The Historical Jesus in Context

By Amy-Jill Levine; Dale Allison Jr. et al. | Go to book overview

14
Targum, Jesus, and the Gospels

Bruce Chilton

The Aramaic word targum by itself denotes “translation” in Aramaic, yet the type and purpose of the rendering involved in Judaism means the term also refers to a type of literature. We need to appreciate the general phenomenon of targum, and the specific documents called Targumim, before we can take up the question of Targumic influence on Jesus and the Gospels.

Aramaic survived the demise of the Persian Empire as a lingua franca in the Near East. It had been embraced enthusiastically by Jews (as by other peoples, such as Nabateans and Palmyrenes); the Aramaic portions of the Hebrew Bible (in Ezra and Daniel) attest a significant change in the linguistic constitution of Judaism. Even before Hebrew emerged as a distinct language, Abraham had been an Aramaean, although the variants of the Aramaic language during its extensive history are stunning. Conceivably, one reason for Jewish enthusiasm in embracing Aramaic during the Persian period was a distant memory of its affiliation with Hebrew, but it should always be borne in mind that Hebrew is quite a different language. By the time of Jesus, Aramaic had become the common language of Judea, Samaria, and Galilee (although distinctive dialects were spoken); Hebrew was understood by an educated (and/or nationalistic) stratum of the population, and some familiarity with Greek was a cultural necessity, especially in commercial and bureaucratic contexts.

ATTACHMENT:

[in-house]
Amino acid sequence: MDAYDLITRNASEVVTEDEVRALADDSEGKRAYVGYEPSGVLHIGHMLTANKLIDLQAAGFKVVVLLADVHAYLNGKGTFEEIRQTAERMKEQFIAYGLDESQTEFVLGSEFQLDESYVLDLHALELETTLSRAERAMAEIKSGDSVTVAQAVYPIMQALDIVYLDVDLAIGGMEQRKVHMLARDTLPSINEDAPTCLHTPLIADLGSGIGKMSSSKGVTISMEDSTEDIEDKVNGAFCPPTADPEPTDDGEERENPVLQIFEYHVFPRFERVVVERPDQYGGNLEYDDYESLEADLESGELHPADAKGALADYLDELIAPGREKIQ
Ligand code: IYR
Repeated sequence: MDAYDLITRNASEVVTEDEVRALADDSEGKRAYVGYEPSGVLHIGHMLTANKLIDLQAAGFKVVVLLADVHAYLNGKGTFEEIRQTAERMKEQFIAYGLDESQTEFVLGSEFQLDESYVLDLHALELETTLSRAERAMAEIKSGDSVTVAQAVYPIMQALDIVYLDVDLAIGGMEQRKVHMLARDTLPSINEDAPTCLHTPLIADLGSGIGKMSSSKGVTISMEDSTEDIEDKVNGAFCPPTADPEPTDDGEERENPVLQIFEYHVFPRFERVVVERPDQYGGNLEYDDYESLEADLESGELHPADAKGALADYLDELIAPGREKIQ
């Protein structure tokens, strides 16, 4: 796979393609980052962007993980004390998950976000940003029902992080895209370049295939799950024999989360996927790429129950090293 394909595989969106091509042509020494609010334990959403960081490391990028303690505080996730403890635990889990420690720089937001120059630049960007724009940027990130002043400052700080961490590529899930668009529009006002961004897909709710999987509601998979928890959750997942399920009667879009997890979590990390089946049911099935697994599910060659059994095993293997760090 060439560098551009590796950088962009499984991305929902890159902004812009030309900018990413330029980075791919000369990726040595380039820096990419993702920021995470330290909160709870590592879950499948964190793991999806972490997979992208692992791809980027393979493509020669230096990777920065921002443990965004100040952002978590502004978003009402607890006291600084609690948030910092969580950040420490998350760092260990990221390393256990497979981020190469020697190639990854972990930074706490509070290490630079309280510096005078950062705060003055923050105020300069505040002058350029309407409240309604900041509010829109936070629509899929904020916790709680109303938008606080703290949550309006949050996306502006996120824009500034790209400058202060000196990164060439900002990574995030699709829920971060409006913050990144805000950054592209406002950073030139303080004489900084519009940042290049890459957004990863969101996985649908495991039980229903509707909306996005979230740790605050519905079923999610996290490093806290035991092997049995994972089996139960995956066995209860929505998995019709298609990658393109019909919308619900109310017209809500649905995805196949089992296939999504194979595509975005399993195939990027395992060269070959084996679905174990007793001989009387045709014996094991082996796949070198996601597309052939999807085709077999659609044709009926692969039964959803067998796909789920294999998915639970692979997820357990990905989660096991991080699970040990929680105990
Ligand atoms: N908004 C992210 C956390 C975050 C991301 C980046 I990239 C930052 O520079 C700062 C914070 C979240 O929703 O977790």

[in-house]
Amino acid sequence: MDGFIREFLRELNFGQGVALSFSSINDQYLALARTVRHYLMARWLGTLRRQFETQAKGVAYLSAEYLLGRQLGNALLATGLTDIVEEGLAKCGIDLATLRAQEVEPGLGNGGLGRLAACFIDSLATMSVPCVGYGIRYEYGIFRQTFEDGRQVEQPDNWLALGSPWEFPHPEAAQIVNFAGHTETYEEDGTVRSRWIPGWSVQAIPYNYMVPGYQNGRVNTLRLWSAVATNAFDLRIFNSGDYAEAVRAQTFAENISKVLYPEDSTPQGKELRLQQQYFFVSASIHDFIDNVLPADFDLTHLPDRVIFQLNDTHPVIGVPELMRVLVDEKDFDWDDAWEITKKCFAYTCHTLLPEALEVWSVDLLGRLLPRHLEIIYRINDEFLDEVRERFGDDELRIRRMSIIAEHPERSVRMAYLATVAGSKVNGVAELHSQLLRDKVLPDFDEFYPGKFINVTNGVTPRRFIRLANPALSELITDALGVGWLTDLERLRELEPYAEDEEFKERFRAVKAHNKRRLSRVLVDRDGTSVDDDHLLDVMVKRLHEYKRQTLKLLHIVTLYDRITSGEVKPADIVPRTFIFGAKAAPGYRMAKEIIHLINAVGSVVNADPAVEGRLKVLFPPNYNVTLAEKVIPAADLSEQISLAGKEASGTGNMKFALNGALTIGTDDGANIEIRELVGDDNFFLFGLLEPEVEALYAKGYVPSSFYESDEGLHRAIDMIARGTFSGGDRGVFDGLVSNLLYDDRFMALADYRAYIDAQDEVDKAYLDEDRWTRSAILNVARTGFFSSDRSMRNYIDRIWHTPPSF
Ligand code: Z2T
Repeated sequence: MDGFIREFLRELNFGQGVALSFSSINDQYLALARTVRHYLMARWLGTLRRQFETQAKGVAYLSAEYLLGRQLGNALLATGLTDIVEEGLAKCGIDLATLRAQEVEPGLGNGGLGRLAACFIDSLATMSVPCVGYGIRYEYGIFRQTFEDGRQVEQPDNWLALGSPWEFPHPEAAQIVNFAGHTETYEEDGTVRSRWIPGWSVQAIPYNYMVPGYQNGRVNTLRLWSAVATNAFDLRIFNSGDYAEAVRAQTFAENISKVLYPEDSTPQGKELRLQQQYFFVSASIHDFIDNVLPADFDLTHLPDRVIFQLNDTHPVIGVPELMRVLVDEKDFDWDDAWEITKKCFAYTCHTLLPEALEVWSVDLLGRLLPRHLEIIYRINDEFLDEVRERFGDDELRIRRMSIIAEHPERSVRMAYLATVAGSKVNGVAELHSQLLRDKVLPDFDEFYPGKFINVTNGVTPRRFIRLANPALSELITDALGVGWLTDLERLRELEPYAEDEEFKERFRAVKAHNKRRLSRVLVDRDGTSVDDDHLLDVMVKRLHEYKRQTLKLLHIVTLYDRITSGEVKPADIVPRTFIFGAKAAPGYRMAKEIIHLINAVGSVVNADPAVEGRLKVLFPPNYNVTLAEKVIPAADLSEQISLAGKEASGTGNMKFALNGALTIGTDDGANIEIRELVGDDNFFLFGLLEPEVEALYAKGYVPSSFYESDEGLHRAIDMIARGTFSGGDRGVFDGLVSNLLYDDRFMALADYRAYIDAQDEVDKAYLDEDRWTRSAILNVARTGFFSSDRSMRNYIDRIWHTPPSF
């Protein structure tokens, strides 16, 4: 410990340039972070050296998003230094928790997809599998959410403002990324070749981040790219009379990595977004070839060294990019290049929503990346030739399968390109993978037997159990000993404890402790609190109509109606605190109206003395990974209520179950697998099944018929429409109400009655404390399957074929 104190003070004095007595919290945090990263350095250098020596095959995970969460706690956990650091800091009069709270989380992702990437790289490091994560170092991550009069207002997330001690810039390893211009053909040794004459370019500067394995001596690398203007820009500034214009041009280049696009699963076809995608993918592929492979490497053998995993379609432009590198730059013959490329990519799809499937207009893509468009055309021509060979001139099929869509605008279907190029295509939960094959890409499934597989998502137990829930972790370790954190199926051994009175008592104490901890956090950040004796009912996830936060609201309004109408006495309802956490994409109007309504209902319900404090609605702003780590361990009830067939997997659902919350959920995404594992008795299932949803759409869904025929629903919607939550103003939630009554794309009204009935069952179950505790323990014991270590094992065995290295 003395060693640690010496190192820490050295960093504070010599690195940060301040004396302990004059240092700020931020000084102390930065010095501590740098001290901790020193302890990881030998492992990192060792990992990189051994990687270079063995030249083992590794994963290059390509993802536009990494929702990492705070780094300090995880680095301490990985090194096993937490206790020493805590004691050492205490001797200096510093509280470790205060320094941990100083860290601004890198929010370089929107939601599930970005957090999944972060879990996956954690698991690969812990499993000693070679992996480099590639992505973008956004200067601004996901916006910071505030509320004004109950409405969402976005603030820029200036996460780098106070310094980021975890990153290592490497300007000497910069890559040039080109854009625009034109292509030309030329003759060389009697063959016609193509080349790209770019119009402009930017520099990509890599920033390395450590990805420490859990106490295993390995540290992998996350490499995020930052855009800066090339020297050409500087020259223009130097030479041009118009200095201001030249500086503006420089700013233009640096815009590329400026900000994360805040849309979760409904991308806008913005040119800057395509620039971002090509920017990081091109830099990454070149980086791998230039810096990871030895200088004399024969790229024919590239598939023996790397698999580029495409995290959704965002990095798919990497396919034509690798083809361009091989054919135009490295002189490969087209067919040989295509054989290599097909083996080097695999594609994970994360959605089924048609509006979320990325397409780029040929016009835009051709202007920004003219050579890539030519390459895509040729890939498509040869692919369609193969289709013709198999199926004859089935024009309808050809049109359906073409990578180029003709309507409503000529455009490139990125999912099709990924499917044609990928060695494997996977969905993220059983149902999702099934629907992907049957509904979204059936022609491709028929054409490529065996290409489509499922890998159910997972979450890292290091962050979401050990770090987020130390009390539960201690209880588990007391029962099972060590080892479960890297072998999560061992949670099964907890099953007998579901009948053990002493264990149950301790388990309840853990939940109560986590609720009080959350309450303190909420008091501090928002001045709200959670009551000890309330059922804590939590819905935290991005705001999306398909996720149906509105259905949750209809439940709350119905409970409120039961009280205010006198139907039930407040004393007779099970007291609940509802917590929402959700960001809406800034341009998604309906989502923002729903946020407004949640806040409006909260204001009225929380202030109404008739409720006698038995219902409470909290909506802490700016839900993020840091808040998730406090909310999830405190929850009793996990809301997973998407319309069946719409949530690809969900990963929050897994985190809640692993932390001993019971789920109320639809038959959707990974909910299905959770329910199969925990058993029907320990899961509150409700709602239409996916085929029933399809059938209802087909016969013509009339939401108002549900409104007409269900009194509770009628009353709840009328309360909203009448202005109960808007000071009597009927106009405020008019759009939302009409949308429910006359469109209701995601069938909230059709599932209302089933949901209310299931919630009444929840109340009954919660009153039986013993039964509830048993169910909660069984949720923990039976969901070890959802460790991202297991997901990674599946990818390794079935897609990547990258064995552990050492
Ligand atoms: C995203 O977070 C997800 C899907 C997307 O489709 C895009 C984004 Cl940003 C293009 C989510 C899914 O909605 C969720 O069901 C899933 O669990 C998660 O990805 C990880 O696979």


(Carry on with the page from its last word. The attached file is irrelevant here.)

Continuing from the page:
The linguistic situation in Judea and Galilee demanded translation of the Hebrew Bible into Aramaic, for purposes of popular use and worship among the majority of Jews. Although fragments of Leviticus and Job in Aramaic, which have been discovered at Qumran, are technically targumim, they are unrepresentative of the genre targum in literary terms. They are reasonably “literal” renderings; that is, there is a formal correspondence between the Hebrew rendered and the Aramaic that is presented. The Targumim that Rabbinic Judaism produced are of a different character.

The aim of Targumic production was to give the sense of the Hebrew Scriptures, not just their wording, so paraphrase is characteristic of the Targumim. Theoretically, a passage of Scripture was to be rendered orally and from memory

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